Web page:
Exciting news from our sister organization, The Wilderness Foundation (in South Africa)….

Volkswagen Commercial Vehicles today announced the sponsorship of six Volkswagen Amarok bakkies to the Rhino Protection Initiative at a media conference held at the Johannesburg Zoo. The R2-million sponsorship is part of the partnership between Volkswagen Commercial Vehicles and the Wilderness Foundation, the pioneers and administrators of the Forever Wild Rhino Protection Initiative.

Internationally Volkswagen has developed strategy around a responsible approach to environmental issues called ‘Think Blue’. It begins with the range of the highly efficient low emission BlueMotion cars, to energy efficient production plants and the support of appropriate environmental projects such as the Forever Wild Rhino Protection Initiative.

Jaco Steenekamp, General Manager: Sales & Marketing at the Volkswagen Commercial Vehicles handing over the keys of the Amarok bakkie to Elvis Nageng, a member of the rhino protection unit at one of the North West Parks & Tourism Board’s game reserves.

“Volkswagen is in the process of rolling out ‘Think Blue’ strategy in South Africa. Our current model range includes BlueMotion Touaregs, Tiguans, Golfs and Polos. Similarly, we have ground breaking initiatives at our production plant in Uitenhage and the Forever Wild Rhino Protection Initiative is the first of four environment projects we will be announcing in the next few months,” said Matt Gennrich, General Manager: Communications at Volkswagen Group South Africa.

The Amaroks were handed over to the conservation agencies in high priority areas of Mpumalanga, North West, Eastern Cape and KwaZulu Natal. The conservation agencies that will benefit from the partnership are SANPARKS, North West Parks & Tourism Board, Eastern Cape Parks & Tourism Agency, KZN Wildlife and Eastern Cape Private Game Reserves Association (Indalo). The vehicles will be primarily used in proactive rhino protection and anti-poaching activities.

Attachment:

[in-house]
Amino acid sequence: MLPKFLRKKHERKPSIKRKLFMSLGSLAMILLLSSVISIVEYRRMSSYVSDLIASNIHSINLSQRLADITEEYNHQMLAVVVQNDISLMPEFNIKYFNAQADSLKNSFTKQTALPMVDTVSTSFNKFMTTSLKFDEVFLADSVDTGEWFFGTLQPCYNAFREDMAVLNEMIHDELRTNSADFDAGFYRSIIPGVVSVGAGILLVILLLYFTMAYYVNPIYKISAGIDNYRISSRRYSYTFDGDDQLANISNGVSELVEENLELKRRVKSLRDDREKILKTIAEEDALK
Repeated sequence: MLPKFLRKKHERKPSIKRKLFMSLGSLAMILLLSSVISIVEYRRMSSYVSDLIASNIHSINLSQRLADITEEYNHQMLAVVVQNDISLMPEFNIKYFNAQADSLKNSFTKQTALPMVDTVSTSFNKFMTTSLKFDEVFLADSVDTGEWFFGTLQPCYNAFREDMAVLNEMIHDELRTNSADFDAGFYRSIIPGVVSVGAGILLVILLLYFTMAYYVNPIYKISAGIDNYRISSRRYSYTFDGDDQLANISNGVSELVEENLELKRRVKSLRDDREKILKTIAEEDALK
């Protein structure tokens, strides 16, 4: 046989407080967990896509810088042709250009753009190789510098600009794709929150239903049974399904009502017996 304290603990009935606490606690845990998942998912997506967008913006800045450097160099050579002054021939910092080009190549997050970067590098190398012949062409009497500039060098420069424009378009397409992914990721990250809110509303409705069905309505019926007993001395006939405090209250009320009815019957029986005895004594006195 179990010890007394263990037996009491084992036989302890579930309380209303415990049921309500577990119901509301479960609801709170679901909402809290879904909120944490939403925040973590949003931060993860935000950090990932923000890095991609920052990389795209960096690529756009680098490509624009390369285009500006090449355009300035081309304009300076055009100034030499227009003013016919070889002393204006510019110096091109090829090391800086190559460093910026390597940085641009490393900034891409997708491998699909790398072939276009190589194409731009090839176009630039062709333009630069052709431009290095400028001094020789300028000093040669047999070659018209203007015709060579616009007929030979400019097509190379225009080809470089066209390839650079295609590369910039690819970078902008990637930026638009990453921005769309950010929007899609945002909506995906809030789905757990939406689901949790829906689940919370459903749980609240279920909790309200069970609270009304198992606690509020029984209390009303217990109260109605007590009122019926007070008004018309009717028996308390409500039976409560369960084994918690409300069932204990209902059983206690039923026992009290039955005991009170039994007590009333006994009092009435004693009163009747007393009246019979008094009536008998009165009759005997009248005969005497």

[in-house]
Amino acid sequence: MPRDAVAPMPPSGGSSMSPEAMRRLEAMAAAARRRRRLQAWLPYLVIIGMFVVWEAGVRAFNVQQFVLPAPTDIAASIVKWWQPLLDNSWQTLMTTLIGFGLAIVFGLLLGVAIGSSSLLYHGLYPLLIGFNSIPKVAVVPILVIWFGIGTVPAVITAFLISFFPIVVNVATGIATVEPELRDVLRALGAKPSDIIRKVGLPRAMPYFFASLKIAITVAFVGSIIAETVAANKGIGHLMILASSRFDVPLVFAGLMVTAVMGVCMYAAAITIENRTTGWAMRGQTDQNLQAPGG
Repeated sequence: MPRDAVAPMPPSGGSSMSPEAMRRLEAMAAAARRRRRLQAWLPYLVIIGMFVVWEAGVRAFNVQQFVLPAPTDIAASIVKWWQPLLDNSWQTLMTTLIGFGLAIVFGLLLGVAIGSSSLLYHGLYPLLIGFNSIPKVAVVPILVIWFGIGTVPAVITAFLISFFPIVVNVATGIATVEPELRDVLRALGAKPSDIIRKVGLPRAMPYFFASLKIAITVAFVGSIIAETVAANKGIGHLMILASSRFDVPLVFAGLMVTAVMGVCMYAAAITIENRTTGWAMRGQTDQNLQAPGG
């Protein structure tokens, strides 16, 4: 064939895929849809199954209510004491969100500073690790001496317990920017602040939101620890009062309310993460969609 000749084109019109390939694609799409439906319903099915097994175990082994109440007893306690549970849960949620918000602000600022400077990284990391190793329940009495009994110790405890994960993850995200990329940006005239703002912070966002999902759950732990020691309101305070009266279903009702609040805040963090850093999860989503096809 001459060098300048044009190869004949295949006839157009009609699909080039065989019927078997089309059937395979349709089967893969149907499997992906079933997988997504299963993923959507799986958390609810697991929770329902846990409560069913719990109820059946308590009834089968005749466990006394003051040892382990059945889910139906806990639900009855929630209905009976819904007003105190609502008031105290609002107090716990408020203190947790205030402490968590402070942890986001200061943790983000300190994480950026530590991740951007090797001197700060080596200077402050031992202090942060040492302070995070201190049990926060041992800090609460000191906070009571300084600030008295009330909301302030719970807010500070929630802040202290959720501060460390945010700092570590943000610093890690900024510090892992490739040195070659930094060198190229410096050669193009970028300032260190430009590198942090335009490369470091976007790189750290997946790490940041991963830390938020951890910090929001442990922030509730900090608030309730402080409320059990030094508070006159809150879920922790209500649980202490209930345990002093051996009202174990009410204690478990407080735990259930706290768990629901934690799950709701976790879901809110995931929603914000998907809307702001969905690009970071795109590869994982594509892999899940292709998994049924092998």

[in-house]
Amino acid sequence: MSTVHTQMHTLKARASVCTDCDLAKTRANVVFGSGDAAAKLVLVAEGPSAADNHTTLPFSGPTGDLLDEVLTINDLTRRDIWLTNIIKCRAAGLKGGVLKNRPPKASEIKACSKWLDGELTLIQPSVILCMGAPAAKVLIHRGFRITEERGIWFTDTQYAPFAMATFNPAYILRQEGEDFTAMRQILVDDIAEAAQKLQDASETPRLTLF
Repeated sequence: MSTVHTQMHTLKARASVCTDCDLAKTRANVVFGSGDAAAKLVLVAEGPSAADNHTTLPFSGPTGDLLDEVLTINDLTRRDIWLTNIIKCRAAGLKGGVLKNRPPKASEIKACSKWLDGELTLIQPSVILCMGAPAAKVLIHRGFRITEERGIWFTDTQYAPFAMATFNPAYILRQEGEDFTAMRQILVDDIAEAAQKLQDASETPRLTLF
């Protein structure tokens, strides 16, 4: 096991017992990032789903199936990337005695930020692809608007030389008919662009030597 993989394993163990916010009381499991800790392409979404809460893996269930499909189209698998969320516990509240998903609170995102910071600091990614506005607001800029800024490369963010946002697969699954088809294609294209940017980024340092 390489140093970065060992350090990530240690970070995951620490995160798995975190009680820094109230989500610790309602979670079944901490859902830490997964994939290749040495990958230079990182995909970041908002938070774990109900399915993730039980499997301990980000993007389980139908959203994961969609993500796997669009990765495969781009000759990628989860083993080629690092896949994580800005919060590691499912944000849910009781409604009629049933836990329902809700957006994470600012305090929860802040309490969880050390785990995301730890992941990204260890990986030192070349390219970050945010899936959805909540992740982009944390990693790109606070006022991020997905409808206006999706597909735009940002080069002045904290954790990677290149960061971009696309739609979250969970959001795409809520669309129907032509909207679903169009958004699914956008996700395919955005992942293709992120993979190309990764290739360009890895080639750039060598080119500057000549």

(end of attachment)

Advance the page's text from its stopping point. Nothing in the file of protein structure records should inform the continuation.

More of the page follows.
Jaco Steenekamp, General Manager: Sales and Marketing at Volkswagen Commercial Vehicles, said: “Our sponsorship of the Forever Wild campaign is Volkswagen’s contribution towards the fight against the poaching and preservation of the rhino population. We are confident that the smart but tough Amarok bakkie will be an ideal partner to the conservation agencies in combating poaching activities.”

He added: “Our partnership with the Wilderness Foundation supports Volkswagen’s ‘Think Blue’ philosophy which promotes cooperation with organisations that are environmentally conscious and work towards the sustainability of endangered species.”

The latest reports show that one rhino is poached every day in South Africa. To date over 170 rhinos have been poached. To put the scale of the problem into perspective; in 2007 only 13 rhinos were poached, in 2009 the number increased to 124 and in 2010 it rocketed to 335.

In the past 40 years, South Africa has achieved unprecedented success with the preservation of the rhino population. As a result, South Africa is now home to over 90 percent of all rhinos in the world.

Dr Ian Player, the founder of the Wilderness Foundation said: “I have always been an optimist but realistic one and in the depth of my being I believe we shall succeed in saving the rhino. But do not let us be deluded, we are up against terrible dark forces that threaten to overwhelm us. In the world of wildlife conservation the White and Black rhino have been spiritual beacons of hope. All our children now look to us in our generation to ensure that the prehistoric remnants of the dinosaur age continue to exist on our Planet.”

Dr Player added: “Our first priority must be to give all the possible support to the conservation agencies and private land owners in their protection of the rhino. There is no doubt that a war is being waged and information is of critical importance, so that conservation agencies can be forewarned of where poaching is likely to occur. We have also got to look at every other alternative for the rhino survival.”

The Wilderness Foundation’s Forever Wild Initiative is concerned with maintaining populations of free ranging rhino within state and privately managed conservation areas.

The campaign supports conservation agencies and organised private game reserves to protect their rhino populations as part of functioning natural ecosystems. The campaign also aims to focus the attention of politicians and decision makers and to encourage them to apply pressure both nationally and abroad to address the issue of the illegal trade in rhino horn and other wildlife products.

“The belief by millions of people in China and Vietnam that the horn has medical properties is very deep seated and has been for thousands of years. This belief will not be changed by rational arguments. We now need to debate in all possible forums the merit and demerits of legalising the sale of rhino horn. This debate is necessary so that the Minister of the Environment can make an informed decision,” concluded Dr Player.

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